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Refugee myths and facts

There are a lot of myths and confusion in the community about who refugees are, where they come from and why they are in the US.  We have addressed some of those myths below:

Refugees have no right to come here and expect us to help them

Article 14 of the Universal Declaration of Human Rights states: "Everyone has the right to seek and enjoy in other countries freedom from persecution". It is an accident of birth that we are born in a country where human rights are respected.  If we were in the same situation and forced to flee our home due to instability, war or persecution, we would hope to receive such assistance in our new country. While this does not mean that the US alone must take the full burden for protecting the persecuted, it does mean that we have to play a part in an international response that includes a wide spectrum of initiatives from addressing root causes to providing asylum to people whose human rights have been violated.

Refugees are economic migrants who come here to get a better life

Although the terms "refugees" and "migrants" are frequently used either interchangeably or in close association, there is a very important difference between the two groups.

While migrants are people who make a conscious choice to come to the US, refugees are people who have been forced to leave their countries because they have been persecuted.

Refugees rarely have the chance to make plans for their departure: to pack their belongings, to say farewell to their friends and families.  Some refugees have had to flee with no notice, taking with them only the clothes on their backs.  Refugees often have little idea about where they are going - they are running away, but not running to anything.  Many have experienced severe trauma or torture, and those who come to the US have had no opportunity to prepare themselves physically or psychologically for their new life in the US.

In contrast, migrants make a conscious choice to come to US. They are able to make all necessary preparations, pack their belongings and say good-bye to the important people in their lives.  Migrants can also go home at any time if things do not work out as they had hoped or if they get homesick.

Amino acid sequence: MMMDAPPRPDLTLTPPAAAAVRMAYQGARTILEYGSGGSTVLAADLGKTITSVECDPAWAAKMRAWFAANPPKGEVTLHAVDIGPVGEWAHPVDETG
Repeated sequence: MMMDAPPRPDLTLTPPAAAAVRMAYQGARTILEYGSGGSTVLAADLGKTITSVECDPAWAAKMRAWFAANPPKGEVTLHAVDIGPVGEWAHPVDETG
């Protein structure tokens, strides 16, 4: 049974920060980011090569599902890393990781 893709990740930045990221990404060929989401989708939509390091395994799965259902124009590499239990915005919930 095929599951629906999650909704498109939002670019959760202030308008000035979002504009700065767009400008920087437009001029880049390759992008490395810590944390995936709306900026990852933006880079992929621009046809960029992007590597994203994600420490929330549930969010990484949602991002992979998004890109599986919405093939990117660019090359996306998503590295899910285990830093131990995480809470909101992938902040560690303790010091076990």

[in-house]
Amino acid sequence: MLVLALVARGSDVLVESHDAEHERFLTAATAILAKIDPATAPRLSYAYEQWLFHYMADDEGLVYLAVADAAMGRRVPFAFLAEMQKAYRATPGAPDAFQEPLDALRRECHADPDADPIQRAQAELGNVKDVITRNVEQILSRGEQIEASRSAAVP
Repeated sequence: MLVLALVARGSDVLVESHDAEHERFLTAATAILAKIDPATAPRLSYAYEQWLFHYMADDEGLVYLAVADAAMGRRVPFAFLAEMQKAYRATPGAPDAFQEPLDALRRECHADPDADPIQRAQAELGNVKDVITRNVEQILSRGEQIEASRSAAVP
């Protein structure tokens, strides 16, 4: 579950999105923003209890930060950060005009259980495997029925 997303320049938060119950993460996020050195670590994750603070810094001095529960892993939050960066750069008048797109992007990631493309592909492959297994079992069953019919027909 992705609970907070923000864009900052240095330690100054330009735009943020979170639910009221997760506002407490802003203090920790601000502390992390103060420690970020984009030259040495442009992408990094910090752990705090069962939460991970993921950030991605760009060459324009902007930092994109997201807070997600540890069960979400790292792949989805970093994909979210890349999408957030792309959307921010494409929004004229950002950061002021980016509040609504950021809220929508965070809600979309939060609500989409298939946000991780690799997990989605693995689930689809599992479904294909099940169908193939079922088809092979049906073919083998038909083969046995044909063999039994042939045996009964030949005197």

Because refugees and migrants are different groups of people, with different pre-arrival experiences, it is important that the distinction be made in the services provided. Refugees have needs distinct from and additional to migrants, in particular in relation to torture and trauma counseling, secure housing and medical care.

Refugees take our jobs, or conversely, all refugees go on unemployment benefits

It is true that newly arrived refugees have higher unemployment rates than the community average. This is not unexpected. Amongst the refugee arrivals are people who have been tortured and deeply traumatized. This can interfere with employment. There are also a significant number of entrants whose qualifications are not recognized in the US and they need time to make adjustments. There is also the issue of learning English.

The fact that refugees "come from behind" in the employment stakes highlights the need for specifically targeted intervention programs that recognize issues such as their trauma, their unrecognized qualifications and their lack of English. Targeted programs that do this have shown that they are very successful at placing refugees in the workforce. If we are to bring refugees to the US, it is important that we recognize their specific needs and address these. If we do this, we will reap the benefits. Most refugees want to work, both to restore their damaged sense of self esteem and to repay what they see as their debt of gratitude to the US for providing them with protection.

Whether "refugees take our jobs" is the sort of question that has no easy answer. Refugees do compete for jobs but they are also consumers. Because they arrive with nothing they have to purchase household goods, clothing etc, all of which provides jobs for the people who make and sell these commodities.

Refugees get all sorts of handouts from the government

Refugees essentially have the same rights and entitlements as permanent residents. Most refugee families do need some assistance in settling into society and learning English.  However, after this initial period of adjustment, most are keen to find stable employment and provide for their families without relying on government benefits.

Refugees cannot possibly contribute anything to us

It is a myth that all refugees are illiterate peasants. The majority that come to the US are educated middle class people - whose education, profession or political opinions have drawn them to the attention of the authorities and resulted in their persecution.  Others are from a broad cross-section of society, forced to flee from instability or war that does not discriminate between the educated and the uneducated.

By definition refugees are survivors. They have survived because they have the courage, ingenuity and creativity to have done so, and these are qualities which we value in the US. The challenge for the US is to assist newly arrived refugees to process the experiences of their past and rebuild their lives in the US. If we do this we will reap the benefits of the qualities and experiences they bring to the US.